While showing Brett Blouin and Marty Miller some of the techniques I use for catching stripers, it may have been a bit overwhelming for them with the multitude of rods and various techniques that I use. We started with just 2 planers, 2 down lines and 2 free lines fishing right off the Balus Creek ramp into the bay. Water temp was 48.1°. After marking a multitude fish and no takers we headed to the back of Flat Creek after an hour and a half. When we got to the blue dock we were marking fish again. The water was a little more stained but the water temperature was 50.5. We went a little further back into Flat to the narrow finger just to the left of the creek itself and hooked up with a 24 1/4″ striper in 30′ of water on a planer board herring brought in by Marty, his 1st lake striper. We then went into Flat Creek itself finding 55.3° and lots of activity on the sonar. At one point we had a double on my new rocket launchers but were unable to boat them. We eyed a 100′ length of water that was 10′ deep half way in the creek by the last 2 docks on the left. We then anchored at a turnaround area just beyond and staged our rods with bait on just 4 planers and 2 diagonal bobbers. We were to clip them to the line as I took us off of anchor and moved forward. Well experience would have been prudent but instead there was a calamity of lines getting snagged on the blowdown roots on just one side and we ended up with only 1 planer going through the hot spot section. I guess I was too greedy with my apprentices. Sorry guys.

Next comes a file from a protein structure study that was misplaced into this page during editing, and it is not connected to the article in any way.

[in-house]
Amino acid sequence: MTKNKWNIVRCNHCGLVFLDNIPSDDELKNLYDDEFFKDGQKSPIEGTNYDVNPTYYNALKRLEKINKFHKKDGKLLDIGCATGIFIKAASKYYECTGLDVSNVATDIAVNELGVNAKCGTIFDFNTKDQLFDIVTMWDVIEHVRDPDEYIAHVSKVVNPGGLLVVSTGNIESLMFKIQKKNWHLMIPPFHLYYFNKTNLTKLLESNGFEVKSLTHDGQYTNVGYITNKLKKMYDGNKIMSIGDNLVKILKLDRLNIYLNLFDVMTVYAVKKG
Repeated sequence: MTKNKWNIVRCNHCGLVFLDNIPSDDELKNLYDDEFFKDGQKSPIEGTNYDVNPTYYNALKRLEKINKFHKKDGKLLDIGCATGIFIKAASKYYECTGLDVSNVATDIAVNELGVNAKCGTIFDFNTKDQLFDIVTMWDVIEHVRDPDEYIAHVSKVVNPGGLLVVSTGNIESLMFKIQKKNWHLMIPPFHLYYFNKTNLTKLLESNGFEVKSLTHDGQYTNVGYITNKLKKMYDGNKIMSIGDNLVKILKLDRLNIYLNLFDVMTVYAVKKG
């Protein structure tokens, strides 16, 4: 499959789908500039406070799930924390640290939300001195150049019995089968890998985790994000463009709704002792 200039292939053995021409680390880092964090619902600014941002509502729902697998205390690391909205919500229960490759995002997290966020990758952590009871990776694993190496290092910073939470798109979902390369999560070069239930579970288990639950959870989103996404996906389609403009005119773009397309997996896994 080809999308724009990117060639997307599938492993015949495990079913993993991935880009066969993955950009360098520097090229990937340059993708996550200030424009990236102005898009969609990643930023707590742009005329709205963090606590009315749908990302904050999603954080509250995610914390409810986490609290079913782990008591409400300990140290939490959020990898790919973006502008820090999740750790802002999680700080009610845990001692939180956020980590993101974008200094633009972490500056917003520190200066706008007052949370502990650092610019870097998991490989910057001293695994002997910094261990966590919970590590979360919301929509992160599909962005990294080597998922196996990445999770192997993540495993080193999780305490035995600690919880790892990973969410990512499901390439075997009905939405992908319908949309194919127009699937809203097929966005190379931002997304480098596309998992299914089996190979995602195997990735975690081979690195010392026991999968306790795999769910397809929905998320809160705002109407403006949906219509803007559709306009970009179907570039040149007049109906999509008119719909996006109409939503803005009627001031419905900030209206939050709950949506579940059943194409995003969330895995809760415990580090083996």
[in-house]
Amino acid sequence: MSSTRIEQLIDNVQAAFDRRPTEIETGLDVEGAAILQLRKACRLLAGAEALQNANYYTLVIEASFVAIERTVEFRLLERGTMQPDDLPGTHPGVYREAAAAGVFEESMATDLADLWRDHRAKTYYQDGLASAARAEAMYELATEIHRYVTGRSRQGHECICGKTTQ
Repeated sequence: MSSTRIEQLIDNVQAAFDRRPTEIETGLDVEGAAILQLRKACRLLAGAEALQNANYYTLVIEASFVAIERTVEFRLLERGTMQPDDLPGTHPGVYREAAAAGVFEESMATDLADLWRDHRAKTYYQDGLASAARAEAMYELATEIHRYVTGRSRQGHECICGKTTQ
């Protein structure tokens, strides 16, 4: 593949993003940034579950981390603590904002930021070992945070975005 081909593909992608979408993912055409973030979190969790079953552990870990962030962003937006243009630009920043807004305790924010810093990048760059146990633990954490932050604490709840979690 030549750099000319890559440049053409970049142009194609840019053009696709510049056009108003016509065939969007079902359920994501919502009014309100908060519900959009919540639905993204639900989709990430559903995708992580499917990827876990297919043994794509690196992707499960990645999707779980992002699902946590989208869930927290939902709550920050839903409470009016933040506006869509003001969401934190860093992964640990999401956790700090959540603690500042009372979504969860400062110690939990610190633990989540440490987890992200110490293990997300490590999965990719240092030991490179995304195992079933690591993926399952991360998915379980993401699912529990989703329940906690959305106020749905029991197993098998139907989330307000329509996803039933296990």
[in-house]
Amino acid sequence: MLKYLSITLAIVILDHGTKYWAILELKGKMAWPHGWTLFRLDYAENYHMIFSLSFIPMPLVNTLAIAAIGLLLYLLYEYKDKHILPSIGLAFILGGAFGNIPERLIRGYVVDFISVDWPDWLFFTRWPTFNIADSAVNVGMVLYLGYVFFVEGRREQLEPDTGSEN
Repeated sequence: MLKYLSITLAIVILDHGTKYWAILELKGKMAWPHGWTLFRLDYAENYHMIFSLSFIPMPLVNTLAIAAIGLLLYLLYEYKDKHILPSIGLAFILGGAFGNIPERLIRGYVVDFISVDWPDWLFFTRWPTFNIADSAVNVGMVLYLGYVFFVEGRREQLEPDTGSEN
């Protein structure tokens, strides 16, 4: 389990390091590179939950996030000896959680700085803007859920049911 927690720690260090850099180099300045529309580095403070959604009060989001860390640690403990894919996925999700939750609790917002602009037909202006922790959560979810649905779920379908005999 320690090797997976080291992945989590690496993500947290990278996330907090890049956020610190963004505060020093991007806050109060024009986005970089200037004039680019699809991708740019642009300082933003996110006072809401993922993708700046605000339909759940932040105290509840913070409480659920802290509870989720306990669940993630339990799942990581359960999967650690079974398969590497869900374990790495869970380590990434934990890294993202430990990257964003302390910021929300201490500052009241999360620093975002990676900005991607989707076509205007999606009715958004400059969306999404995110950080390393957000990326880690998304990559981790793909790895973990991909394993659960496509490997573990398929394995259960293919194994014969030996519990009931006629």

We left Flat and went to pull umbrella rigs at the merge of Balus and Flat creeks moving towards the ramp. On the way I was discussing the URig rules with them. On our first pass we got hung in a tree. We centered around the line as it went straight down, wrapped the 100 lb braid around a cleat and pulled it off the tree successfully. On our second pass we hooked up with a fish but they did not follow my strictness about having slack in the line. Marty passed the pole to Brett and the fish got off. Hopefully a lesson they will always remember the next time they use an umbrella rig.